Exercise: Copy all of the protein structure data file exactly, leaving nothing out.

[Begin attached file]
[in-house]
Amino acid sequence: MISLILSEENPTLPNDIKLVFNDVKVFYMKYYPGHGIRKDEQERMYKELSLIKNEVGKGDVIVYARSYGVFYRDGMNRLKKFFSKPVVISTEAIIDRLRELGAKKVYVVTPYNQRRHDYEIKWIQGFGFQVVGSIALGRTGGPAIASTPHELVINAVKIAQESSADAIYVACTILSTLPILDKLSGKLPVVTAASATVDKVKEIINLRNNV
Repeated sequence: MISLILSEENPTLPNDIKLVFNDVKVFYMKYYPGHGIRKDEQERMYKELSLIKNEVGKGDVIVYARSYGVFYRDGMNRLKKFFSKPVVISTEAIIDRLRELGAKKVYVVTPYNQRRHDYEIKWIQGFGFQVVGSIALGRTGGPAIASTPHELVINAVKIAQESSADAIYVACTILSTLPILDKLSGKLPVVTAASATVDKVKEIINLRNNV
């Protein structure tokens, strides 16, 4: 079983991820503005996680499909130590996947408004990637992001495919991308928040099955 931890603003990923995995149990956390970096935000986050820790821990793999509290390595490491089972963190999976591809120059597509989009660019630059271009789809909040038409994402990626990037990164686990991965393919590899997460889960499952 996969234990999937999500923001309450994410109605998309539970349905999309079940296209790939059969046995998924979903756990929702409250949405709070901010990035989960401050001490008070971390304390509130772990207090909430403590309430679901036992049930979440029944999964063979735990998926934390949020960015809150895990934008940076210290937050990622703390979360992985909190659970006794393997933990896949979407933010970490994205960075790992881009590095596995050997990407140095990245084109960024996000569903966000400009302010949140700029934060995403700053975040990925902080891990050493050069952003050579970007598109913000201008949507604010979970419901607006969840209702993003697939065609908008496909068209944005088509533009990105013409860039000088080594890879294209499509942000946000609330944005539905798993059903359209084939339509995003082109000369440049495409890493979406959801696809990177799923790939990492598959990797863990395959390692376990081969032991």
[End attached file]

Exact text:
[in-house]
Amino acid sequence: MISLILSEENPTLPNDIKLVFNDVKVFYMKYYPGHGIRKDEQERMYKELSLIKNEVGKGDVIVYARSYGVFYRDGMNRLKKFFSKPVVISTEAIIDRLRELGAKKVYVVTPYNQRRHDYEIKWIQGFGFQVVGSIALGRTGGPAIASTPHELVINAVKIAQESSADAIYVACTILSTLPILDKLSGKLPVVTAASATVDKVKEIINLRNNV
Repeated sequence: MISLILSEENPTLPNDIKLVFNDVKVFYMKYYPGHGIRKDEQERMYKELSLIKNEVGKGDVIVYARSYGVFYRDGMNRLKKFFSKPVVISTEAIIDRLRELGAKKVYVVTPYNQRRHDYEIKWIQGFGFQVVGSIALGRTGGPAIASTPHELVINAVKIAQESSADAIYVACTILSTLPILDKLSGKLPVVTAASATVDKVKEIINLRNNV
């Protein structure tokens, strides 16, 4: 079983991820503005996680499909130590996947408004990637992001495919991308928040099955 931890603003990923995995149990956390970096935000986050820790821990793999509290390595490491089972963190999976591809120059597509989009660019630059271009789809909040038409994402990626990037990164686990991965393919590899997460889960499952 996969234990999937999500923001309450994410109605998309539970349905999309079940296209790939059969046995998924979903756990929702409250949405709070901010990035989960401050001490008070971390304390509130772990207090909430403590309430679901036992049930979440029944999964063979735990998926934390949020960015809150895990934008940076210290937050990622703390979360992985909190659970006794393997933990896949979407933010970490994205960075790992881009590095596995050997990407140095990245084109960024996000569903966000400009302010949140700029934060995403700053975040990925902080891990050493050069952003050579970007598109913000201008949507604010979970419901607006969840209702993003697939065609908008496909068209944005088509533009990105013409860039000088080594890879294209499509942000946000609330944005539905798993059903359209084939339509995003082109000369440049495409890493979406959801696809990177799923790939990492598959990797863990395959390692376990081969032991």